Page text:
The next mode is the Joy-con specific mode titled, “Way of the Hado”. In this mode you will use the Joy-con to control Ryu with motion commands. Essentially you will get to perform hadokens, dragon punches and more with motion controls. To do a hadoken, for example, you put the left part of the Joy-con in your left hand face up. Then you put the right Joy-con controller in the right hand and then you put your right hand on top of your left hand almost like you are sandwiching your hands together. At that point you shoot your arms forward and if you did it correctly than Ryu will shoot a fireball in the game. That is basically the gist of the mode. To do a dragon punch is similar only instead of trying to sandwich your hands together your right hand will go up, almost in an uppercut fashion. These moves seemed to work fairly well once I got the hang of it but there is a definite learning curve here. I think this is a great concept but I honestly can’t see me using this mode very often except maybe to show it off when friends come over.
Other items in the game include a gallery where you can view art and illustrations from the Street Fighter franchise. You can also edit and save your character’s costume colors in the Color Editor. Another item I enjoyed purely for nostalgic reasons was the two different graphical styles in this game. There is the current, modern look that you can go for or the original look that appears to be set in 4:3 with an Ultra Street Fighter II border on each side of the screen. I was annoyed I couldn’t change the style on the fly during fights as you can only change it in the options menu. That said I did find it pretty cool to flip between the two styles.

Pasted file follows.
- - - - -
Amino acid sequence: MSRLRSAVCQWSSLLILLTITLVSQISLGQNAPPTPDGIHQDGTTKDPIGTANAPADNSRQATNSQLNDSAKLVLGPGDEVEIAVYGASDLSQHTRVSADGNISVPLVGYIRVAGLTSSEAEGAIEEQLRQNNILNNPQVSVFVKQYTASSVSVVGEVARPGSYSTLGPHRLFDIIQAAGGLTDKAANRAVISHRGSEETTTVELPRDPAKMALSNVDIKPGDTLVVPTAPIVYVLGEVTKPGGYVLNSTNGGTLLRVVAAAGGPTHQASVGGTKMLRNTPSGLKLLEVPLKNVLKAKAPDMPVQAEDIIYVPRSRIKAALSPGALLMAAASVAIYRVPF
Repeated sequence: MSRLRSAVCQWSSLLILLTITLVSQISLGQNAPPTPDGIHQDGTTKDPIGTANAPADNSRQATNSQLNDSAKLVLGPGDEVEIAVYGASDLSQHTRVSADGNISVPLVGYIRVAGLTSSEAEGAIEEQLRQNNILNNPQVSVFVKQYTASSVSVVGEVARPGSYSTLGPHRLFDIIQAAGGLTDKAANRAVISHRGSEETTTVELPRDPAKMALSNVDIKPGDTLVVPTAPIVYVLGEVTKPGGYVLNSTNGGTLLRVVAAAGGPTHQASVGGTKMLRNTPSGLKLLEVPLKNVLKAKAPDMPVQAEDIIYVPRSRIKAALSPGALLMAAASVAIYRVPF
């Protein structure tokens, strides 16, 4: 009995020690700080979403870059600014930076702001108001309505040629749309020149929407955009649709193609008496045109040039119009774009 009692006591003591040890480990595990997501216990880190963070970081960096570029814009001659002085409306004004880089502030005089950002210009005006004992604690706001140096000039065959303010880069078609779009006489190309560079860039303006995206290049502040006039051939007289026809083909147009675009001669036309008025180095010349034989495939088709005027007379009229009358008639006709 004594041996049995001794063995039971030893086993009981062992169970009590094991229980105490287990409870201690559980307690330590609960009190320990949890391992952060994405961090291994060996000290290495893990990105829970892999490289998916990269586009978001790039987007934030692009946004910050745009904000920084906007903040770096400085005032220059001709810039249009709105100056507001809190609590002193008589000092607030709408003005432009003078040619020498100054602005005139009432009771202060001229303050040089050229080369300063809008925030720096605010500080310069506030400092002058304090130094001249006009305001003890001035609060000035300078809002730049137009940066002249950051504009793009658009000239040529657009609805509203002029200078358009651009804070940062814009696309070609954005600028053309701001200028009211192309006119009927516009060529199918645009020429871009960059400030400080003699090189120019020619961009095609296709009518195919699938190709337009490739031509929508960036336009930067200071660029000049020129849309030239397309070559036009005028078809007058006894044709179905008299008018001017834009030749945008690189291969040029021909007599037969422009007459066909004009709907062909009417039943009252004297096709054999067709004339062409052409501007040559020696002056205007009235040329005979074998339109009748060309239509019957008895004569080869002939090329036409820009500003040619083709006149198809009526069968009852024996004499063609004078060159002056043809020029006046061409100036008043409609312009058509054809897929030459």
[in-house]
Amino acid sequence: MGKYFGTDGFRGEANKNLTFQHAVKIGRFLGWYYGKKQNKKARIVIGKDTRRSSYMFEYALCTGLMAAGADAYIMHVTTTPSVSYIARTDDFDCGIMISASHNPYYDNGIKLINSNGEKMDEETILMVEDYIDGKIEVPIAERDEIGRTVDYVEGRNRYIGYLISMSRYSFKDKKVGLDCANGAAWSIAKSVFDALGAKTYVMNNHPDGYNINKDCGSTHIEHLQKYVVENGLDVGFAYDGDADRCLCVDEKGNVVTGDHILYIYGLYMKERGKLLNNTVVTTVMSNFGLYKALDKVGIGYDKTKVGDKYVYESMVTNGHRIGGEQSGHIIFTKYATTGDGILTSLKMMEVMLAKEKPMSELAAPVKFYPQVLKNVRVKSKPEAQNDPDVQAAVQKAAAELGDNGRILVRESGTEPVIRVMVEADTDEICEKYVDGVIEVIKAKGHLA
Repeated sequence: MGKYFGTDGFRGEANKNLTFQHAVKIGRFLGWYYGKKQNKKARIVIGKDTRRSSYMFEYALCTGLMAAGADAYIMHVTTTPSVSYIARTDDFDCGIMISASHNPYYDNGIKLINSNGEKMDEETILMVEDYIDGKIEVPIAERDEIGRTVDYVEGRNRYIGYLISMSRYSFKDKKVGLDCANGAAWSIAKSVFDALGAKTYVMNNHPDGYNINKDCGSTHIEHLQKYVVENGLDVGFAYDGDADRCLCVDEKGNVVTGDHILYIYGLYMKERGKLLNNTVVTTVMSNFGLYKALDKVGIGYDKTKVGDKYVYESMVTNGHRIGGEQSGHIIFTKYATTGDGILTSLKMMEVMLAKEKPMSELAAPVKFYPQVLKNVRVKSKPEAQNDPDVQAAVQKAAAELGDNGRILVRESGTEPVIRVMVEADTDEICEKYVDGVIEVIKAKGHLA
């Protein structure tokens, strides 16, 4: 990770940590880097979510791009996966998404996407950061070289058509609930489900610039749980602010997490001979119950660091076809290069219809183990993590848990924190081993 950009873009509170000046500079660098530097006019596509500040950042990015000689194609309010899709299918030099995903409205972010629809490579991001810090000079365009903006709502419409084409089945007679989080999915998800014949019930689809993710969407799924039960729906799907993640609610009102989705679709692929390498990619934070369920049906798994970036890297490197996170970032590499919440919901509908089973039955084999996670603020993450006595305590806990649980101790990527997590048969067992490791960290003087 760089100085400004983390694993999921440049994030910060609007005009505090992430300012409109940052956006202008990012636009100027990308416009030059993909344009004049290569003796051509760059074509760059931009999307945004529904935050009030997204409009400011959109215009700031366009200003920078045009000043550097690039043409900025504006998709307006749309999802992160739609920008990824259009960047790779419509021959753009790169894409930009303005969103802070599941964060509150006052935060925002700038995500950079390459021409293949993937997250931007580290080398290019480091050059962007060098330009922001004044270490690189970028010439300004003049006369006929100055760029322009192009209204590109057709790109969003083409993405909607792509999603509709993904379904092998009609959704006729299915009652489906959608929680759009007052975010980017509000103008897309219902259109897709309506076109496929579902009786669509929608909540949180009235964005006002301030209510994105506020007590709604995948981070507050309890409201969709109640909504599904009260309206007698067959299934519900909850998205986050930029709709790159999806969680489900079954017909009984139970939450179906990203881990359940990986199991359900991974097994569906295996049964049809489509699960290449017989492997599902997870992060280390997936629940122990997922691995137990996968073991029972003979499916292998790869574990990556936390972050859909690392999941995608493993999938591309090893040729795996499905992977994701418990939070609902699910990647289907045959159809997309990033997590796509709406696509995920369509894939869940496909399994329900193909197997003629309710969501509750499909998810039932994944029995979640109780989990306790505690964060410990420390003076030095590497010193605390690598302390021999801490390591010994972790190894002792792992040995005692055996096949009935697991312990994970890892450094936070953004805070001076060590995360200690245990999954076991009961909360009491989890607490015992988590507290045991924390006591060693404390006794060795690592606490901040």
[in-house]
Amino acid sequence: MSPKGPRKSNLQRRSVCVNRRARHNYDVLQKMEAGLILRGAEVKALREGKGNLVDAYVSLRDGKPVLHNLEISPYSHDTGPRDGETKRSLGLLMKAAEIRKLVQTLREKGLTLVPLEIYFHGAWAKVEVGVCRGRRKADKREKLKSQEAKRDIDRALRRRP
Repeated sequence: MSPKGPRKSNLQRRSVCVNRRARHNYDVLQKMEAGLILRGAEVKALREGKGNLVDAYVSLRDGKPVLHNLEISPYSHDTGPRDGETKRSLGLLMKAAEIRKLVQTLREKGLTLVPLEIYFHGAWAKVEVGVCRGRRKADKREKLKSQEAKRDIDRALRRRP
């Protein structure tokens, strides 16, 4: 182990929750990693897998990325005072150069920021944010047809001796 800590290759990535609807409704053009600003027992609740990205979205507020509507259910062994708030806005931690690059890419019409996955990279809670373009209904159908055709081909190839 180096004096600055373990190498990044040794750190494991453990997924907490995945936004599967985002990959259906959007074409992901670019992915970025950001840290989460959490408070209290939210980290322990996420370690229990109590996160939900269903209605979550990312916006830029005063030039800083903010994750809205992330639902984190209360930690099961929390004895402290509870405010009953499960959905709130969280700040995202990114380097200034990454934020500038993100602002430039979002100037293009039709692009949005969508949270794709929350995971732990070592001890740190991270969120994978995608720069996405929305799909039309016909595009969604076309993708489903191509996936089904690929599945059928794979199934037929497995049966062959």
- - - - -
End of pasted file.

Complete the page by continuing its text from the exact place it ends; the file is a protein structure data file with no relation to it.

Ultra Street Fighter II: The Final Challengers is a pretty nice package. If you are a Street Fighter II fan and have played it before you pretty much know what you are getting here. The new modes include the Joy-con “Way of the Hado” mode and Buddy Battle. Then of course you have Evil Ryu and Violent Ken. It is up to you to decide whether the package is worth the asking price. If you are a big Street Fighter II fan I think you will like the package and the fact that you can now play Street Fighter II anywhere whether you are at home, on a plane or in a hotel room. If you aren’t a Street Fighter fan then this certainly won’t change your mind. For me personally I haven’t played to much of the newer Street Fighter games but I always enjoyed Street Fighter II and I’m happy that I now have it on my Switch console.
Originally posted on Gaming Target